Dol­lars, sense of drug law re­form

Nelson Mail - - Today | News -

As Green MP Chloe Swar­brick points out, there is a cer­tain hypocrisy in MPs who have used drugs pre­sid­ing over ar­chaic drug laws. But if the moral or health­based ar­gu­ments fail to per­suade them and us, per­haps the eco­nomic ones will.

The NZ Drug Foun­da­tion, in col­lab­o­ra­tion with Matua Raki and the Nee­dle Ex­change, com­mis­sioned econ­o­mist Shamubeel Eaqub, of Sense Part­ners, to an­a­lyse the costs and ben­e­fits of de­crim­i­nal­is­ing the use and pos­ses­sion of all drugs, le­gal­is­ing cannabis and in­vest­ing more ef­fec­tively in preven­tion, ed­u­ca­tion, harm re­duc­tion and treat­ment.

The foun­da­tion starts from the premise that the crim­i­nal-jus­tice ap­proach, usu­ally dubbed the war on drugs, is not work­ing.

This is far from a con­tro­ver­sial po­si­tion in 2018. Prime Min­is­ter Jacinda Ardern and for­mer prime min­is­ter He­len Clark, in her new role with the Global Com­mis­sion on Drug Pol­icy, are among the scores of main­stream politi­cians who have spo­ken of the value of a health-based ap­proach over a crim­i­nal one.

As Sense Part­ners says in the re­port re­leased this week, the world is mov­ing on. At least 15 coun­tries have de­crim­i­nalised the per­sonal pos­ses­sion of all drugs and more than 30 have some form of de­crim­i­nal­i­sa­tion. Por­tu­gal fa­mously de­crim­i­nalised drug use in 2001. Eight US states have le­galised cannabis and Canada has be­gun sell­ing it for non-med­i­cal per­sonal use.

Peo­ple will take drugs no mat­ter what the law says. The World Health Or­gan­i­sa­tion found in 2008 that ‘‘coun­tries with strin­gent user-level il­le­gal drug poli­cies did not have lower lev­els of use than coun­tries with lib­eral ones’’. The re­port says ‘‘wish­ing drug use away – by ban­ning it, rather than ac­cept­ing many peo­ple use drugs re­gard­less – doesn’t work. Worse, ex­pos­ing peo­ple who use drugs to the crim­i­nal world and pris­ons be­cause of drug use, or not pro­vid­ing suf­fi­cient help with com­plex health and so­cial is­sues, can lead to fur­ther com­pound­ing prob­lems. Drug use is wide­spread across so­ci­ety, but harm can of­ten be con­cen­trated among so­cially dis­ad­van­taged groups.’’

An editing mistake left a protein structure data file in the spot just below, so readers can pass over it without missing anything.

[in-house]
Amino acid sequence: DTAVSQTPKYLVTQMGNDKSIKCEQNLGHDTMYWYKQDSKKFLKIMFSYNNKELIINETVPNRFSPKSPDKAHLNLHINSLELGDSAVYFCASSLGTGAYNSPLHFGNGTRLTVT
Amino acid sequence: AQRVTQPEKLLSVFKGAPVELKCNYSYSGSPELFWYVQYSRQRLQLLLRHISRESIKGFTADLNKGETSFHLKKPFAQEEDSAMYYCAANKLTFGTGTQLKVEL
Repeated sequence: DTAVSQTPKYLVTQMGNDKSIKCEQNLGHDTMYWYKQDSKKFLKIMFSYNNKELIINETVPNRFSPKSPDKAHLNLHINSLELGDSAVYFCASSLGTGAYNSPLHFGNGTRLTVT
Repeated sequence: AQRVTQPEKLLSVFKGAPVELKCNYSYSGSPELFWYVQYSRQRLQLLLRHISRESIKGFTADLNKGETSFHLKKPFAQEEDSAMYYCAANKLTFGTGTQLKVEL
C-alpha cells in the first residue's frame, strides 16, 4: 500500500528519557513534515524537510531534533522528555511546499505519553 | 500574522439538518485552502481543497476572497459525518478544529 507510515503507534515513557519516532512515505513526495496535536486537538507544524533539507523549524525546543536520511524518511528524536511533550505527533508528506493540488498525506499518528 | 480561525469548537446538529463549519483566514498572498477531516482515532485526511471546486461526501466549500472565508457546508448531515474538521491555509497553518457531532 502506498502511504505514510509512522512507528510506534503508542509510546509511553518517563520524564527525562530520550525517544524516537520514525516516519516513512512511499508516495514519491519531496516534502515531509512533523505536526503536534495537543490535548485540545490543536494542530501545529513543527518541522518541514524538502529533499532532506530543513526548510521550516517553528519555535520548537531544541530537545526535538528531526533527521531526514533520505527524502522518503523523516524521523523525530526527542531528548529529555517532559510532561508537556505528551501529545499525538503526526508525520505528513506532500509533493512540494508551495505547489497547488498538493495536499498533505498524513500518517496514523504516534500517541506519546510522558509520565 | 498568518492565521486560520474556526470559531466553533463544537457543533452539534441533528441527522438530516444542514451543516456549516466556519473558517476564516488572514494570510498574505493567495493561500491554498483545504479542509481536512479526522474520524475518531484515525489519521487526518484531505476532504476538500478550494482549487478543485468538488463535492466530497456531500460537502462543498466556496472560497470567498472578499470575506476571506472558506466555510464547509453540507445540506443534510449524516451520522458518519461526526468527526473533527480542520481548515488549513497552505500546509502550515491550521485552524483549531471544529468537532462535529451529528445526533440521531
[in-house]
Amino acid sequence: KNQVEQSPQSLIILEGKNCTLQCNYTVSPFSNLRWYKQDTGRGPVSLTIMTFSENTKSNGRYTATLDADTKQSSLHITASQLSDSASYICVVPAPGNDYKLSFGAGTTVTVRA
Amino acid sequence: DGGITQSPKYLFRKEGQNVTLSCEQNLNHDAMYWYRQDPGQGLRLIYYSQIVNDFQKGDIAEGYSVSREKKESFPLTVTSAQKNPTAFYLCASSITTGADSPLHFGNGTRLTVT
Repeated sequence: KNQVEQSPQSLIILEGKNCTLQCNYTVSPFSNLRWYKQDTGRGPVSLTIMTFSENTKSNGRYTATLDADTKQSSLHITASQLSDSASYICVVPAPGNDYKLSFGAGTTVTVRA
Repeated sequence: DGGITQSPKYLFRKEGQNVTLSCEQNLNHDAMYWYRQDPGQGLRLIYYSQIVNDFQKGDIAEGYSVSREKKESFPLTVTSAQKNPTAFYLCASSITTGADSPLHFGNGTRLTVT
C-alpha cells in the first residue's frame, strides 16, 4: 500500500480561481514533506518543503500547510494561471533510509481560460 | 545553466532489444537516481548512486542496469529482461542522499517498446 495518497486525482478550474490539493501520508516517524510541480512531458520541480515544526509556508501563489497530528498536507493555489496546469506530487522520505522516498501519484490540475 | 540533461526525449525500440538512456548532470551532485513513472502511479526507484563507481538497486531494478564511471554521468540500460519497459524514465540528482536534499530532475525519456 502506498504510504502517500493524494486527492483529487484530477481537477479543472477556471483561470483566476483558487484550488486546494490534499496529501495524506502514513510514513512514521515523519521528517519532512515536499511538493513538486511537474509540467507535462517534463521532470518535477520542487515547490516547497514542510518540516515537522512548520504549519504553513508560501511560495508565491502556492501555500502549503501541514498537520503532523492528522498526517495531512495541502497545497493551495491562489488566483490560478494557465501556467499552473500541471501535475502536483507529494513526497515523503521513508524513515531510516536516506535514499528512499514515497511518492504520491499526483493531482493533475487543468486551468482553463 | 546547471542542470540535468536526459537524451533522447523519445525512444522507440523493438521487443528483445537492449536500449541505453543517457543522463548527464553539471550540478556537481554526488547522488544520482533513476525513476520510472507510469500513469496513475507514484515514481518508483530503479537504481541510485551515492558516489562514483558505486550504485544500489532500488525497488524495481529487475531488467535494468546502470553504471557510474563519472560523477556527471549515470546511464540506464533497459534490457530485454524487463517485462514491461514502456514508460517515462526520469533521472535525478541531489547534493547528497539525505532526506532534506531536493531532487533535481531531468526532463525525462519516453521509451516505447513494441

Eaqub found the full im­ple­men­ta­tion of the health-based ap­proach pro­moted by the NZ Drug Foun­da­tion would not just pay for it­self but even re­turn a fi­nan­cial ben­e­fit. The de­crim­i­nal­i­sa­tion of all drugs would save $34 mil­lion-$83m a year, mostly by cut­ting crim­i­nal jus­tice costs. If law re­form was limited to just the le­gal­i­sa­tion of cannabis, New Zealand would save $10m-$53m.

These are mod­est sums, out­weighed by the ex­tra $159m per year the Drug Foun­da­tion be­lieves we need to spend on harm re­duc­tion, ad­dic­tion treat­ment and ed­u­ca­tion. Over­seas mod­els say that would de­liver wider so­cial ben­e­fits of $244m. But the head­line fig­ure is the po­ten­tial for ex­tra tax rev­enue. Le­gal reg­u­la­tion of the grow­ing and sell­ing of cannabis would con­ser­va­tively bring in $185m-$240m in tax. De­crim­i­nal­i­sa­tion alone could not pay for ex­tra health and ed­u­ca­tion ser­vices. It would take cannabis le­gal­i­sa­tion, as in the US and Cana­dian model, to do that.

It makes ra­tio­nal sense but there is also pol­i­tics to con­sider. While even the Green Party and Act are united in see­ing the ben­e­fits of a cannabis tax take, NZ First is adamant the pub­lic must de­cide in a ref­er­en­dum. If that hap­pens, this anal­y­sis has given the pub­lic plenty of per­ti­nent in­for­ma­tion.

‘‘The foun­da­tion starts from the premise that the crim­i­nal-jus­tice ap­proach, usu­ally dubbed the war on drugs, is not work­ing. This is far from a con­tro­ver­sial po­si­tion in 2018.’’

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